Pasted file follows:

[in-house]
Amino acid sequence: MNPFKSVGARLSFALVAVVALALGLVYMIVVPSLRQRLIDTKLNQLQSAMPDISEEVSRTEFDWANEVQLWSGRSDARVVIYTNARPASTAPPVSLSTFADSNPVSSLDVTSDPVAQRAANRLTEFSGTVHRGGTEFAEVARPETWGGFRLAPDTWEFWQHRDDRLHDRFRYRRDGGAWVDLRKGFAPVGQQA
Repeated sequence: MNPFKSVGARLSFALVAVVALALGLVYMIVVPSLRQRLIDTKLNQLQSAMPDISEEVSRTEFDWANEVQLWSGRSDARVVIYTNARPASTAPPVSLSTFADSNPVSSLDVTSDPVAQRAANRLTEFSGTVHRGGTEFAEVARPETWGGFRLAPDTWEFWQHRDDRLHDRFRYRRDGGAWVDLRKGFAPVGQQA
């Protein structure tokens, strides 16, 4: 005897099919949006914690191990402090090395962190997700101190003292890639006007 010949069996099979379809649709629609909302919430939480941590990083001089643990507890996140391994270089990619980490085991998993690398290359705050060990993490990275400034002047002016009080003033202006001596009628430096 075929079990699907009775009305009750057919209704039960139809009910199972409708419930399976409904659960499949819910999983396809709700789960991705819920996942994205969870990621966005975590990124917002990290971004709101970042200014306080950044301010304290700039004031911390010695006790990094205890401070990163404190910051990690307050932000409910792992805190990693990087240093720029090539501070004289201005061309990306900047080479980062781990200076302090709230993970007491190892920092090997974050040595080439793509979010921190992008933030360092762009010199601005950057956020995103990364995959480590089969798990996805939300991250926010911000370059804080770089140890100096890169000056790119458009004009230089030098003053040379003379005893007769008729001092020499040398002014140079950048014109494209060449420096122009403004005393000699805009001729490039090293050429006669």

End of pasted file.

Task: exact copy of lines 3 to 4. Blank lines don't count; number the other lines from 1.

Repeated sequence: MNPFKSVGARLSFALVAVVALALGLVYMIVVPSLRQRLIDTKLNQLQSAMPDISEEVSRTEFDWANEVQLWSGRSDARVVIYTNARPASTAPPVSLSTFADSNPVSSLDVTSDPVAQRAANRLTEFSGTVHRGGTEFAEVARPETWGGFRLAPDTWEFWQHRDDRLHDRFRYRRDGGAWVDLRKGFAPVGQQA
């Protein structure tokens, strides 16, 4: 005897099919949006914690191990402090090395962190997700101190003292890639006007 010949069996099979379809649709629609909302919430939480941590990083001089643990507890996140391994270089990619980490085991998993690398290359705050060990993490990275400034002047002016009080003033202006001596009628430096 075929079990699907009775009305009750057919209704039960139809009910199972409708419930399976409904659960499949819910999983396809709700789960991705819920996942994205969870990621966005975590990124917002990290971004709101970042200014306080950044301010304290700039004031911390010695006790990094205890401070990163404190910051990690307050932000409910792992805190990693990087240093720029090539501070004289201005061309990306900047080479980062781990200076302090709230993970007491190892920092090997974050040595080439793509979010921190992008933030360092762009010199601005950057956020995103990364995959480590089969798990996805939300991250926010911000370059804080770089140890100096890169000056790119458009004009230089030098003053040379003379005893007769008729001092020499040398002014140079950048014109494209060449420096122009403004005393000699805009001729490039090293050429006669």